#MeToo and a Response to it

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The Lunatic:

No I didn't. I posted a story where a little girl got sexually assaulted and will likely suffer horrible trauma for the rest of her life and people were too busy focusing on the fact I off-hand mentioned that the person who did it was transgender to pay much mind to that. It seems people only really care when it's a male perpetrator.

I don't have to say a thing, man.

Another dumb ideology. What's your point?

Dumb or not, it's the rule, especially on the internet.

@The Lunatic: "off hand"? It was literally the first word of the title of the topic.

And yeah, it seams YOU would rather sling mud and accuse than express sympathy for a child who was abused.

Catnip1024:
Not at all. I believe in a no blame culture. The system got to the point where this was allowed to happen, and it is the system that needs fixing. Whether that be Hollywood management companies or how we bring up kids.

Oh, I think you need to go back and re-read your post #67, because you are unquestionably packing out blame there.

The whole point of this campaign is to raise awareness, to give victims confidence to speak and to encourage observers to intervene. And... you're having a go at me for having an intervening mentality? Sort your argument out...

The problem is that you drop those cozy sentiments after you've spent time blaming victims for being cowards or greedy, showing approximately zero sympathy and awareness of why victims might not speak out, and criticising or being mealy-mouthed about the "#metoo" campaign that is an attempt to raise awareness and promote speaking out.

Consqeuently the feeble protestations there sound to me more like boilerplate platitudes to distract from the fact you kicked off advancing the same shit everyone does who tends to write off sexual abuse as the victim's fault.

StatusNil:

Terry Alan Crews you mean. If you're using their name, might as well avoid misracinating a Black PoC as a Hispanic PoC.

Are you sure you want to advance an argument based on the idea that black people shouldn't have Hispanic surnames?

e.g.
https://en.wikipedia.org/wiki/Antonio_Maceo_Grajales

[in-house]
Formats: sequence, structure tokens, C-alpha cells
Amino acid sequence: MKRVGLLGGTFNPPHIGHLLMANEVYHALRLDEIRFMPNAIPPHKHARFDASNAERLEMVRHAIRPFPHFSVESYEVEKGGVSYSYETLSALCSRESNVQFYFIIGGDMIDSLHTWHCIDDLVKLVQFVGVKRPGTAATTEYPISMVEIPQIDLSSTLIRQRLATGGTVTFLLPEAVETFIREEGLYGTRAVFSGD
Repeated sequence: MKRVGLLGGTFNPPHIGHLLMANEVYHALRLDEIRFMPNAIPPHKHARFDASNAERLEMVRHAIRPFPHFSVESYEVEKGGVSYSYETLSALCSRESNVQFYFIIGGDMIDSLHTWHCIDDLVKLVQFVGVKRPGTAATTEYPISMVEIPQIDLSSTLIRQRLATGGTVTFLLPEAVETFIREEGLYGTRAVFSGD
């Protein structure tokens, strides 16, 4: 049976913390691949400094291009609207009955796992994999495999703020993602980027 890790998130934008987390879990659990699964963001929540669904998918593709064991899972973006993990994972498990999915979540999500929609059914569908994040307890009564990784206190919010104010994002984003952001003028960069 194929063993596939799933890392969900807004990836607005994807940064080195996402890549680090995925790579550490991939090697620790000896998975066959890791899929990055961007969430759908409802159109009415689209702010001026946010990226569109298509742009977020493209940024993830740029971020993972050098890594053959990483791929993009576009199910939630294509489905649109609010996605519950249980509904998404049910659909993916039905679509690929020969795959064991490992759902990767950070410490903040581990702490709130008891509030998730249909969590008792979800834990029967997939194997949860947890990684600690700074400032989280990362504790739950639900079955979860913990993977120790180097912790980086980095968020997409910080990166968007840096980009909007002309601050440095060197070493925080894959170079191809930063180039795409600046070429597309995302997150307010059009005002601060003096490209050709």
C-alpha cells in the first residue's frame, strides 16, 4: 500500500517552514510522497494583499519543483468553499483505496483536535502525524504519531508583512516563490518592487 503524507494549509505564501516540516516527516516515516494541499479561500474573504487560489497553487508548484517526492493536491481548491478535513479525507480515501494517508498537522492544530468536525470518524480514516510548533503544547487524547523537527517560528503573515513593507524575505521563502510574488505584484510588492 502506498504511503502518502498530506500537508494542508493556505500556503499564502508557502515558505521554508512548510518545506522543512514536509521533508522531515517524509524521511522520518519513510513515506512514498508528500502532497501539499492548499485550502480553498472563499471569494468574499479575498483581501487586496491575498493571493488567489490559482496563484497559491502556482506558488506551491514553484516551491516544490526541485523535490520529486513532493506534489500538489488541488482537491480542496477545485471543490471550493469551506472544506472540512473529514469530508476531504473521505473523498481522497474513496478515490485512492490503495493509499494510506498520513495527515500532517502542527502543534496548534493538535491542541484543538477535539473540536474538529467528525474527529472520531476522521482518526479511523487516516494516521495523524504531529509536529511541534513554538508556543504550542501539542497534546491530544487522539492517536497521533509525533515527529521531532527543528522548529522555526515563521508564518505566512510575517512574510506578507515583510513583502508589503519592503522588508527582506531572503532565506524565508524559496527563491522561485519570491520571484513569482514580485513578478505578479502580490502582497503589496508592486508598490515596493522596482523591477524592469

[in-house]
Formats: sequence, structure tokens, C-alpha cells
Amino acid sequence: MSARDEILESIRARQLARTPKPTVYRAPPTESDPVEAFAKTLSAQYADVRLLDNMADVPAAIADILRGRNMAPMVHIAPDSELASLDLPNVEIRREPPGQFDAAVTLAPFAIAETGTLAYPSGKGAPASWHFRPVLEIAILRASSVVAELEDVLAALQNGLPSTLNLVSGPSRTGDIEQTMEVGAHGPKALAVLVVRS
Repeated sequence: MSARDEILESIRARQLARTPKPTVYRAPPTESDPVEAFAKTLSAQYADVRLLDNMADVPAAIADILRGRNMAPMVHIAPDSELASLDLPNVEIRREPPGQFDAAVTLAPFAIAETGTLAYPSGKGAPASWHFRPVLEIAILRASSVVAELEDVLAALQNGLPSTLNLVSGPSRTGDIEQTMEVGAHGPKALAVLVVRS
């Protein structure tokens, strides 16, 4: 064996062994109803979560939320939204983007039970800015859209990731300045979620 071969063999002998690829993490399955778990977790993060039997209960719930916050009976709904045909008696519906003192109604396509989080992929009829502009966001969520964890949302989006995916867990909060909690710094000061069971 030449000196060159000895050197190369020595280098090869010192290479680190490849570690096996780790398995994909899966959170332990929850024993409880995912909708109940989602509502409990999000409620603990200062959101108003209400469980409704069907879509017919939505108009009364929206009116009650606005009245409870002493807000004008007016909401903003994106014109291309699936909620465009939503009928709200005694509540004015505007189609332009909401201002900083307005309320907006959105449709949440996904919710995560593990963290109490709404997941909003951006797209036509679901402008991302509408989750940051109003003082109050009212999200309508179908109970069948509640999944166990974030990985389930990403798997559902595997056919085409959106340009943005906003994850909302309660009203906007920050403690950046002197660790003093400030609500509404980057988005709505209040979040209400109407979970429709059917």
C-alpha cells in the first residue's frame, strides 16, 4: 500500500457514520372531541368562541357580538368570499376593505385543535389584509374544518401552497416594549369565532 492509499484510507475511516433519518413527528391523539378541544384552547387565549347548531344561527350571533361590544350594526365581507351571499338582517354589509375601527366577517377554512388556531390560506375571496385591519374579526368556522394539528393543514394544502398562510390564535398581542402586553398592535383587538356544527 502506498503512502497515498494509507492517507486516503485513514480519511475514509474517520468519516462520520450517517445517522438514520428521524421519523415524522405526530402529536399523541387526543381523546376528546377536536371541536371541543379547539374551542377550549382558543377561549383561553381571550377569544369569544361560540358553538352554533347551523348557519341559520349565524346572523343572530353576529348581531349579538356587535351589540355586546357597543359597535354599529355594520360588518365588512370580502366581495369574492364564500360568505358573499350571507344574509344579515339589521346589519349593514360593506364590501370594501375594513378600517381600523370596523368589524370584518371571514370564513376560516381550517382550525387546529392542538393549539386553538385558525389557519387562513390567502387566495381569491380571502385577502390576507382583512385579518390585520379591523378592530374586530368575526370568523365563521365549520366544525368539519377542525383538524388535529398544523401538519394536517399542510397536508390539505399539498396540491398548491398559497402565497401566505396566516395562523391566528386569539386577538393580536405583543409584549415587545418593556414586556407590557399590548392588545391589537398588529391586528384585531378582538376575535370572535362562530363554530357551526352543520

https://en.wikipedia.org/wiki/Gina_Torres
https://en.wikipedia.org/wiki/Victor_Cruz_(American_football)

Agema:

Catnip1024:
Not at all. I believe in a no blame culture. The system got to the point where this was allowed to happen, and it is the system that needs fixing. Whether that be Hollywood management companies or how we bring up kids.

Oh, I think you need to go back and re-read your post #67, because you are unquestionably packing out blame there.

The whole point of this campaign is to raise awareness, to give victims confidence to speak and to encourage observers to intervene. And... you're having a go at me for having an intervening mentality? Sort your argument out...

The problem is that you drop those cozy sentiments after you've spent time blaming victims for being cowards or greedy, showing approximately zero sympathy and awareness of why victims might not speak out, and criticising or being mealy-mouthed about the "#metoo" campaign that is an attempt to raise awareness and promote speaking out.

Consqeuently the feeble protestations there sound to me more like boilerplate platitudes to distract from the fact you kicked off advancing the same shit everyone does who tends to write off sexual abuse as the victim's fault.

A no blame culture doesn't detract from the fact that a number of people fucked up. It just means dealing with the issue should look at things from a system level, rather than a "you done fucked up" level. So, yes, the individuals involved fucked up. But the point is, it is the system that led to them acting that way, and which forced them down a particular route.

Yes, because trying to encourage people to take action is victim blaming. Therefore let's not encourage people to take action, and just leave the system in the same shit state it was to start with. Let's be all sympathetic whilst we propagate a system in which this is allowed to happen. Because it gives us a warm and fuzzy feeling. And our warm and fuzzy feeling is totally worth more than the wellbeing of others.

Catnip1024:

Yes, because trying to encourage people to take action is victim blaming. Therefore let's not encourage people to take action, and just leave the system in the same shit state it was to start with. Let's be all sympathetic whilst we propagate a system in which this is allowed to happen. Because it gives us a warm and fuzzy feeling. And our warm and fuzzy feeling is totally worth more than the wellbeing of others.

Broadly, I think I'm telling you to educate yourself from the not inconsiderable weight of evidence on why people don't report assaults, because this could usefully inform how you try to convince them to come forward. As opposed to spouting personal prejudices and folk myths as if they're somehow going to be more useful at achieving the idealistic end you claim to want. Because, let's face it, spouting rubbish makes you sound to me more like the sort of person who wants to tell everyone how virtuous you are rather than do something virtuous.

Agema:
Because, let's face it, spouting rubbish makes you sound to me more like the sort of person who wants to tell everyone how virtuous you are rather than do something virtuous.

Hah, no.

Come on buddy, you've seen me around these forums. I have no interest in holding the moral high ground or in gaining admiration from some virtual entities. I don't tend to do personal anecdotes, because I don't care what you's all think of me personally.

As an aside, though, I also don't do these character digs that certain individuals around here seem to be doing with increasing frequency. It's churlish, doesn't help discussions, and clearly comes from a position of incredible ignorance.

Catnip1024:
moral high ground

Well, the thing about holding a moral high ground is that people find it much harder to argue your position when you've said something right.

FalloutJack:

Catnip1024:
moral high ground